How smart animal shelters aim for zero kill.
December 23, 2015 8:59 PM   Subscribe

How smart animal shelters aim for zero kill. Some shelters are euthanizing far fewer animals than others, and it's not because they have more funding: they're adopting different, smarter practices, including feline Trap-Neuter-Return, emphasizing spay and neuter in communities, encouraging owner retention, and making adoptions easier. Initiatives like Target Zero and The Million Cat Challenge help make it possible for cities achieve greater live-release rates. "In five years, Jacksonville’s shelter went from saving less than 30 percent of its animals to saving 90 percent, including many more dogs than before."
posted by Violet Hour (10 comments total) 24 users marked this as a favorite
My local dog warden chose last week to cease testing for "resource guarding" behavior, after finally determining that no, a dog not cheerfully surrendering his dinner is NOT enough to render him unfit for adoption.

Alas, it's too late for Bubba, who would have been called George if he had been allowed to join our family. He had been turned loose by a vengeful ex, we found him hanging out by our gate, snuffling and snorgling with The Hounds. We kept him for two days, plastering the neighborhood and Facebook with found dog notices. For two days, he slept in my bed with my Hounds, my husband, and me. He romped and wrestled and bounced and was so sweet! The husband insisted we turn him in, to give his person a chance to claim him. We would fetch him out after the 3 day hold expired.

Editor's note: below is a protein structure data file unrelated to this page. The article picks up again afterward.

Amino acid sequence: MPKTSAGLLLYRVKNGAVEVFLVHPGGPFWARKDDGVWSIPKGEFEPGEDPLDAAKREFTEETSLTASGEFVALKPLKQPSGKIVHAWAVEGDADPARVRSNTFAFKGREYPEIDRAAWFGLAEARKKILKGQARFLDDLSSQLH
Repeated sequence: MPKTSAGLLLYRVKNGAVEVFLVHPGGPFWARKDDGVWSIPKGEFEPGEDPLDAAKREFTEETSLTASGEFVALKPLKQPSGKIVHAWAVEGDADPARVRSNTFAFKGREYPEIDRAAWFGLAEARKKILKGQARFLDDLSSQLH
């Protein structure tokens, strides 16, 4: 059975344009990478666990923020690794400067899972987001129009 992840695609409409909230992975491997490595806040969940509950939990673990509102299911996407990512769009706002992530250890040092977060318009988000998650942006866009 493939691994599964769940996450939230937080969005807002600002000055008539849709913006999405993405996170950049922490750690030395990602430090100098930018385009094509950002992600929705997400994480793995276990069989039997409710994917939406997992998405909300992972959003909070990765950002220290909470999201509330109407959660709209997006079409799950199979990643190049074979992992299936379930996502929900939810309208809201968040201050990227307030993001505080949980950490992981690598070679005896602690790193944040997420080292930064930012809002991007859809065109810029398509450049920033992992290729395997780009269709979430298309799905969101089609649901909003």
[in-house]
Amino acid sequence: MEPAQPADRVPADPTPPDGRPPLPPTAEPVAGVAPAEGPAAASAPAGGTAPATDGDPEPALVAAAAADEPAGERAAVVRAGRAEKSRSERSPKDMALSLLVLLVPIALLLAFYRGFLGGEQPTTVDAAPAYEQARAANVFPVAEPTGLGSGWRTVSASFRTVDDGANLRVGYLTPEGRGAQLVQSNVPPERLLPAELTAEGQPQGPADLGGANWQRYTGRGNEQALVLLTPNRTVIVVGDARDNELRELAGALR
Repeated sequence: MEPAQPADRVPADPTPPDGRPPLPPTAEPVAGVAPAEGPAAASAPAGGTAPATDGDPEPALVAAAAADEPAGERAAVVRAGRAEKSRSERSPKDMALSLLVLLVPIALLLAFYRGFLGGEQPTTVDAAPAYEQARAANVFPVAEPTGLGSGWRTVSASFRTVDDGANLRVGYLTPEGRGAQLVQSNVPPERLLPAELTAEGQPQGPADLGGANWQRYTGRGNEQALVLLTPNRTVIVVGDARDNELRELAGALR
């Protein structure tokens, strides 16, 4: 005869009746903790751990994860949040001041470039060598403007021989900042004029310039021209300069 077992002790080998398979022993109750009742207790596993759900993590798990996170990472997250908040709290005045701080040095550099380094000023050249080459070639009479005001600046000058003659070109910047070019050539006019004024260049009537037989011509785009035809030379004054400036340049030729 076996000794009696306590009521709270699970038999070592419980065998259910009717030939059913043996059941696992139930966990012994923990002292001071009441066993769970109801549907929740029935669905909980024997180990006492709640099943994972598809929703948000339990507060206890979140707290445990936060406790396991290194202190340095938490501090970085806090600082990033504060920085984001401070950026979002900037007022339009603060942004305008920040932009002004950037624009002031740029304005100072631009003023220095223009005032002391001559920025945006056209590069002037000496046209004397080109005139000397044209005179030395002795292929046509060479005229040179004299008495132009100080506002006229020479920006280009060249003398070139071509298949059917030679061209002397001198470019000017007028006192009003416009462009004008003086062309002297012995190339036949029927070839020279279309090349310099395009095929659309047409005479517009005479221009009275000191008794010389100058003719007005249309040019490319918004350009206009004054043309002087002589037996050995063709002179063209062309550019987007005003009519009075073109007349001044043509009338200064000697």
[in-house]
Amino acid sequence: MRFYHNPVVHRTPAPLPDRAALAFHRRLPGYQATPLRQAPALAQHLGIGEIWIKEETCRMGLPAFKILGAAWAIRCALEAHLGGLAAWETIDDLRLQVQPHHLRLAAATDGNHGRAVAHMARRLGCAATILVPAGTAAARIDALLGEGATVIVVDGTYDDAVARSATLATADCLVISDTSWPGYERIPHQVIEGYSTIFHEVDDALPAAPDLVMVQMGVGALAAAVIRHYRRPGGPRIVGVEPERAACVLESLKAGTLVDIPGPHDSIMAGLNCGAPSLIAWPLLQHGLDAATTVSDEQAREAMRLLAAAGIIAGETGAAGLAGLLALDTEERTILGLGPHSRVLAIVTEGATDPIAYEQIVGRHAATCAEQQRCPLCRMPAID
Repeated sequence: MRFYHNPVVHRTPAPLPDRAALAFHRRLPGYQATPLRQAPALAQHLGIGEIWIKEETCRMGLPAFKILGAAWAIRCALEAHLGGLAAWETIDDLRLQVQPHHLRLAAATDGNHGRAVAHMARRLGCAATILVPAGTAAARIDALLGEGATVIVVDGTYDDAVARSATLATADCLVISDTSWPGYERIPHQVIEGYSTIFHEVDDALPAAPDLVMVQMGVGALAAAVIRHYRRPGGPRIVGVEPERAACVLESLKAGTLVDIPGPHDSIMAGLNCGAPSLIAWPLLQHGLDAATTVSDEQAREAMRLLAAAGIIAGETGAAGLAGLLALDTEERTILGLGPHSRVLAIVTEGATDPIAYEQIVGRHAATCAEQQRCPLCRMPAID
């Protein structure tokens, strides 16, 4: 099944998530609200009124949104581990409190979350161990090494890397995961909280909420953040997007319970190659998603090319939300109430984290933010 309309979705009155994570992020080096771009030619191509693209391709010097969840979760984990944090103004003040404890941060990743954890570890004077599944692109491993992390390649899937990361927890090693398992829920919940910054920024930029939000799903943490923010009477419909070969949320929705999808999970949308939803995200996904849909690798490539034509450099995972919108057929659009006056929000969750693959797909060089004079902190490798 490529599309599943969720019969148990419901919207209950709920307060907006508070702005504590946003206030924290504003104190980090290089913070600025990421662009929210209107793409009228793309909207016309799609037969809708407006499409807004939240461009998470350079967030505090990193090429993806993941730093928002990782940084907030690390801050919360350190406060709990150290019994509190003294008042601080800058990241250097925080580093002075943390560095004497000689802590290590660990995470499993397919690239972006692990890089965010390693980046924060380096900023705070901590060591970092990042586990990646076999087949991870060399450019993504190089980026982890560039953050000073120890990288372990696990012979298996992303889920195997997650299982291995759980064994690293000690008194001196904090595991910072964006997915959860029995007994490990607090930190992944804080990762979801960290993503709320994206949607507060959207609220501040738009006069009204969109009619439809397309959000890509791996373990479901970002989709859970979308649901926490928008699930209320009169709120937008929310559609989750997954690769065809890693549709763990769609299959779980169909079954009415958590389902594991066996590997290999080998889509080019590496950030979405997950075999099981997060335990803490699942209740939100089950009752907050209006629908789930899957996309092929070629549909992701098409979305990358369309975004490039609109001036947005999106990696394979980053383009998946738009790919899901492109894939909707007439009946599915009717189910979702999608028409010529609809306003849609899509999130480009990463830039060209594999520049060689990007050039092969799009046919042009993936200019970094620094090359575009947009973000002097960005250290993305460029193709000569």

On Day 2, his person contacted us. We pointed her to the dog warden. She didn't have the money to pay the fine for his retrieval and the unlicensed dog fee. We offered to give her the money, but she had signed the surrender papers, making him county property. On Day 3, we contacted the dog warden to arrange to adopt him. On Day 4, our request was denied. Bubba had failed the resource guarding test. We pleaded for his life, he had spent two days as part of our pack, we had only been trying to do right by both his person and our Hounds, so the three dogs would not bond, then be separated.

Bubba, who would have been George, a charming white APBT with a black eyepatch, was destroyed on Day 5, because he wouldn't willingly let the stupid human have his dinner. It was a shitty test. I am glad more shelters are jettisoning it.
posted by MissySedai at 10:01 PM on December 23, 2015 [27 favorites]


That is such a sad story. And infuriating. You are so right, It was a shitty test that only illustrates how incredibly dull witted and narrow minded humans can be sometimes. Poor George. I am so very sorry for you all.
posted by chance at 10:06 PM on December 23, 2015 [3 favorites]